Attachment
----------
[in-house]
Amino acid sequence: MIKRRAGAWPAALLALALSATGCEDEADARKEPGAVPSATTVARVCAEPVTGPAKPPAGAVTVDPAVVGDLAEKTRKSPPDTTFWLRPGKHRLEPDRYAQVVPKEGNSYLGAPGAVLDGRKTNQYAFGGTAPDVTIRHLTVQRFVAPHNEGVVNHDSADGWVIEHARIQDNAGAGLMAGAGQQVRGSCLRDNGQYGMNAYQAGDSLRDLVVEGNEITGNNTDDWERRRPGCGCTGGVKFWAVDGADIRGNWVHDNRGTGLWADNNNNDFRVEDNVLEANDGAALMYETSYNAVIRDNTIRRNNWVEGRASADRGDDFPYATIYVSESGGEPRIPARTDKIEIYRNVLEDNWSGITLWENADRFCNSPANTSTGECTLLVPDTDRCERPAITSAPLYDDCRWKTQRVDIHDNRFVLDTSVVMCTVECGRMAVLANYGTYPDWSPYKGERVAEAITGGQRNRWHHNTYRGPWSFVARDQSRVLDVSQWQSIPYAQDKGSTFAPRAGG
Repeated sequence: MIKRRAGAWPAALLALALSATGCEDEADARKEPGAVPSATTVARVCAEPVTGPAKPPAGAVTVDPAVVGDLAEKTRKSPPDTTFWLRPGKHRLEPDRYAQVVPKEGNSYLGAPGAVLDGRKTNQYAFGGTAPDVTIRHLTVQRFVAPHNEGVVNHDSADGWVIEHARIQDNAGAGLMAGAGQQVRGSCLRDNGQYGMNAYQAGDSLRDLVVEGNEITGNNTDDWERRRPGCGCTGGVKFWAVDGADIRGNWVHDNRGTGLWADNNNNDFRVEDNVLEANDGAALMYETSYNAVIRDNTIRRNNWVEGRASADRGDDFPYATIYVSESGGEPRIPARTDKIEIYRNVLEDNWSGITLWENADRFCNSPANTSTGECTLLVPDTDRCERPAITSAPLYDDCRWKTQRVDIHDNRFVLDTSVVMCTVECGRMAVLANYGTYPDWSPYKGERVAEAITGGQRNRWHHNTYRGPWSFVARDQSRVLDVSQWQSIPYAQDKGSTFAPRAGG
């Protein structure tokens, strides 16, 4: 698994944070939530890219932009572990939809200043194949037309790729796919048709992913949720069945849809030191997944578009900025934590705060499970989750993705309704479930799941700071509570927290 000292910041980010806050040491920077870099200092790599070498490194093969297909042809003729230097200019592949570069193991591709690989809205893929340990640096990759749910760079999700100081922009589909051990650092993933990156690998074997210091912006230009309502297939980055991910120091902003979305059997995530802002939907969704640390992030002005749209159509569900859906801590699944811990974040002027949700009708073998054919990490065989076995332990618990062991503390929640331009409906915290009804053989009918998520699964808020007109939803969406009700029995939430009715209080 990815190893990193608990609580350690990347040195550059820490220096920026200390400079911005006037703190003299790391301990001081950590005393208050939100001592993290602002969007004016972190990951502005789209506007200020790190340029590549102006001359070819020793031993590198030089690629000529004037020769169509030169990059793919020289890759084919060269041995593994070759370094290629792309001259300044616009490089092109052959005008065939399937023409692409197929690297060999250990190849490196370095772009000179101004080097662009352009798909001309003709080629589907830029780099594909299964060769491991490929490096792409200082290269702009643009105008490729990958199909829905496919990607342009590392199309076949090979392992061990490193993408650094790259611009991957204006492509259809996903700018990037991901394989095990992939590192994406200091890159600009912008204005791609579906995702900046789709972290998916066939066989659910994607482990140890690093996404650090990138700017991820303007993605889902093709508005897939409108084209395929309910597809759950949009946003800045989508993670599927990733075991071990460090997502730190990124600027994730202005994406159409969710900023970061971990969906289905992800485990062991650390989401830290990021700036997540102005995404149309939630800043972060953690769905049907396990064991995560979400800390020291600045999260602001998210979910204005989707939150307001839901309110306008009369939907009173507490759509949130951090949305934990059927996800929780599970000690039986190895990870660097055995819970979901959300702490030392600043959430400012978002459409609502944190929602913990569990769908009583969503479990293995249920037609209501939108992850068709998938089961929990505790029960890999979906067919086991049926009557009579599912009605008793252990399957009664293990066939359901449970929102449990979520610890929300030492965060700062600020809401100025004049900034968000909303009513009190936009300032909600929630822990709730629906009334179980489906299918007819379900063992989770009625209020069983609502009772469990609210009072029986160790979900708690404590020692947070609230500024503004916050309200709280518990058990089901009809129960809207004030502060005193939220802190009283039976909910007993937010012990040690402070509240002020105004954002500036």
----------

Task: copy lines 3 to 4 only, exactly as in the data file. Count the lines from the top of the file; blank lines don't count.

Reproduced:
Repeated sequence: MIKRRAGAWPAALLALALSATGCEDEADARKEPGAVPSATTVARVCAEPVTGPAKPPAGAVTVDPAVVGDLAEKTRKSPPDTTFWLRPGKHRLEPDRYAQVVPKEGNSYLGAPGAVLDGRKTNQYAFGGTAPDVTIRHLTVQRFVAPHNEGVVNHDSADGWVIEHARIQDNAGAGLMAGAGQQVRGSCLRDNGQYGMNAYQAGDSLRDLVVEGNEITGNNTDDWERRRPGCGCTGGVKFWAVDGADIRGNWVHDNRGTGLWADNNNNDFRVEDNVLEANDGAALMYETSYNAVIRDNTIRRNNWVEGRASADRGDDFPYATIYVSESGGEPRIPARTDKIEIYRNVLEDNWSGITLWENADRFCNSPANTSTGECTLLVPDTDRCERPAITSAPLYDDCRWKTQRVDIHDNRFVLDTSVVMCTVECGRMAVLANYGTYPDWSPYKGERVAEAITGGQRNRWHHNTYRGPWSFVARDQSRVLDVSQWQSIPYAQDKGSTFAPRAGG
């Protein structure tokens, strides 16, 4: 698994944070939530890219932009572990939809200043194949037309790729796919048709992913949720069945849809030191997944578009900025934590705060499970989750993705309704479930799941700071509570927290 000292910041980010806050040491920077870099200092790599070498490194093969297909042809003729230097200019592949570069193991591709690989809205893929340990640096990759749910760079999700100081922009589909051990650092993933990156690998074997210091912006230009309502297939980055991910120091902003979305059997995530802002939907969704640390992030002005749209159509569900859906801590699944811990974040002027949700009708073998054919990490065989076995332990618990062991503390929640331009409906915290009804053989009918998520699964808020007109939803969406009700029995939430009715209080 990815190893990193608990609580350690990347040195550059820490220096920026200390400079911005006037703190003299790391301990001081950590005393208050939100001592993290602002969007004016972190990951502005789209506007200020790190340029590549102006001359070819020793031993590198030089690629000529004037020769169509030169990059793919020289890759084919060269041995593994070759370094290629792309001259300044616009490089092109052959005008065939399937023409692409197929690297060999250990190849490196370095772009000179101004080097662009352009798909001309003709080629589907830029780099594909299964060769491991490929490096792409200082290269702009643009105008490729990958199909829905496919990607342009590392199309076949090979392992061990490193993408650094790259611009991957204006492509259809996903700018990037991901394989095990992939590192994406200091890159600009912008204005791609579906995702900046789709972290998916066939066989659910994607482990140890690093996404650090990138700017991820303007993605889902093709508005897939409108084209395929309910597809759950949009946003800045989508993670599927990733075991071990460090997502730190990124600027994730202005994406159409969710900023970061971990969906289905992800485990062991650390989401830290990021700036997540102005995404149309939630800043972060953690769905049907396990064991995560979400800390020291600045999260602001998210979910204005989707939150307001839901309110306008009369939907009173507490759509949130951090949305934990059927996800929780599970000690039986190895990870660097055995819970979901959300702490030392600043959430400012978002459409609502944190929602913990569990769908009583969503479990293995249920037609209501939108992850068709998938089961929990505790029960890999979906067919086991049926009557009579599912009605008793252990399957009664293990066939359901449970929102449990979520610890929300030492965060700062600020809401100025004049900034968000909303009513009190936009300032909600929630822990709730629906009334179980489906299918007819379900063992989770009625209020069983609502009772469990609210009072029986160790979900708690404590020692947070609230500024503004916050309200709280518990058990089901009809129960809207004030502060005193939220802190009283039976909910007993937010012990040690402070509240002020105004954002500036």